Gold miners are higher. Newcrest Mining and Northern Star Resources are gaining almost 1 percent each, while Resolute Mining and Evolution Mining are edging up 0.4 percent each. Gold Road Resources is adding almost 2 percent.

In economic news, private sector credit in Australia was up 0.9 percent on month in June, the Reserve Bank of Australia said on Friday - accelerating from 0.4 percent in May. On a yearly basis, credit climbed 3.1 percent - up from 1.9 percent in the previous month.

In the currency market, the Aussie dollar is trading at $0.740 on Friday.

The Japanese stock market is sharply lower on Friday, giving up all the gains in the previous session, with the benchmark Nikkei 225 just above the 27,400 level, ignoring the broadly positive cues overnight from Wall Street, as traders are concerned about the continued restrictions in economic activity amid the spike in the recent fresh wave of COVID-19 infections.

The government on Friday proposed states of emergency in three prefectures near Olympic host city Tokyo as well as Osaka Prefecture through August 31 as COVID-19 cases spike to records around the country. The capital announced a record 3,865 daily infections on Thursday, with daily cases nationwide topping 10,000 for the first time.

The benchmark Nikkei 225 Index closed the morning session at 27,409.26 down 373.16 points or 1.34 percent, after hitting a low of 27,294.05 earlier. Japanese shares closed significantly higher on Thursday.

Market heavyweight SoftBank Group is losing almost 3 percent and Uniqlo operator Fast Retailing is down more than 1 percent. Among automakers, Honda is losing more than 1 percent and Toyota is edging down 0.3 percent.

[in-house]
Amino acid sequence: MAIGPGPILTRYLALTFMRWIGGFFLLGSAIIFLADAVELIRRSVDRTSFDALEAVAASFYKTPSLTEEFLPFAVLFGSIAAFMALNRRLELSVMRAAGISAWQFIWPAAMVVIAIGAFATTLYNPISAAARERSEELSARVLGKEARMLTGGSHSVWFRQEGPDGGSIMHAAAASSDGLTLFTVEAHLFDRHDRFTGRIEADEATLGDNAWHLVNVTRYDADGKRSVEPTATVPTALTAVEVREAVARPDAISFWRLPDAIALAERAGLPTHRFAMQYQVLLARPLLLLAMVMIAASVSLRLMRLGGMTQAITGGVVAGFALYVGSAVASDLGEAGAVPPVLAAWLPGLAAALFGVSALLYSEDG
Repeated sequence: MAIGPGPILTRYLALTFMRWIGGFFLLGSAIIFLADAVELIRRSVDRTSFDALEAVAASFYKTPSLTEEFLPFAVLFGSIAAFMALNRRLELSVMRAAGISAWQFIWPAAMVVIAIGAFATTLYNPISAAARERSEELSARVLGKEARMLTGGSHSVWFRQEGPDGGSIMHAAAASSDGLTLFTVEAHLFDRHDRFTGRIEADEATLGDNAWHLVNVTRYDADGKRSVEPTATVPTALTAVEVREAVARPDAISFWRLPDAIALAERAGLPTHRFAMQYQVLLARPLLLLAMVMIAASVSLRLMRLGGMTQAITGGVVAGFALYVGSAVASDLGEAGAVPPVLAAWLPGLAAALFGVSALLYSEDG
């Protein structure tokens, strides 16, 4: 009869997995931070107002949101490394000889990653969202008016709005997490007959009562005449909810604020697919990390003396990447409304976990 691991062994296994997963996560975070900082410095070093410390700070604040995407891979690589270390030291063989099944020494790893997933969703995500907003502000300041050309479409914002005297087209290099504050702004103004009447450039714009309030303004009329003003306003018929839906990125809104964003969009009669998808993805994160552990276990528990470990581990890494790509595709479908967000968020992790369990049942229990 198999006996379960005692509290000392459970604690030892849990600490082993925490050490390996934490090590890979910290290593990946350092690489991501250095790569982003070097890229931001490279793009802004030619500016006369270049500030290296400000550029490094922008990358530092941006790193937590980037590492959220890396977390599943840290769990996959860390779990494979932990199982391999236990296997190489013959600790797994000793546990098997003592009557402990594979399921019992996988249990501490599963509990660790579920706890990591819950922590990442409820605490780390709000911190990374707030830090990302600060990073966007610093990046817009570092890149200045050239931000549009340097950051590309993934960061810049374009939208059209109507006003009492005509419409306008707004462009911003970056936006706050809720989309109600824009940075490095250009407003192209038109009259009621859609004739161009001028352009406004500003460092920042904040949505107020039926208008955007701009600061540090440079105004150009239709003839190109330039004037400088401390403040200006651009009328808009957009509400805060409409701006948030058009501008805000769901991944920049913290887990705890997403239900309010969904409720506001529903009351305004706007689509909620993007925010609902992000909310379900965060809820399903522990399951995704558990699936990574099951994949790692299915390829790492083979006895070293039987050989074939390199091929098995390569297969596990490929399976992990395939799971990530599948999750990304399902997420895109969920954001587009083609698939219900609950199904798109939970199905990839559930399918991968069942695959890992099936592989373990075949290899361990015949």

In the tech space, Advantest and Tokyo Electron are losing more than 1 percent each, while Screen Holdings is edging down 0.1 percent. In the banking sector, Mitsubishi UFJ Financial is edging down 0.5 percent and Sumitomo Mitsui Financial is edging down 0.2 percent, while Mizuho Financial is edging up 0.2 percent.

Among major exporters, Mitsubishi Electric is edging down 0.5 percent, Sony is losing almost 2 percent and Panasonic is down more than 3 percent, while Canon is flat.

Among the other major losers, Sumitomo Dainippon Pharma is losing more than 10 percent, while Fujitsu and Fuji Electric are down more than 9 percent each. Konica Minolta is declining almost 7 percent, Fanuc down almost 6 percent, Isetan Mitsukoshi Holdings is lower by almost 5 percent and Shiseido is losing more than 4 percent, while Alps Alpine and Tokyo Electric Power is down almost 4 percent each. Nippon Electric Glass, NTN, Credit Saison, Astellas Pharma and NEC are losing more than 3 percent each.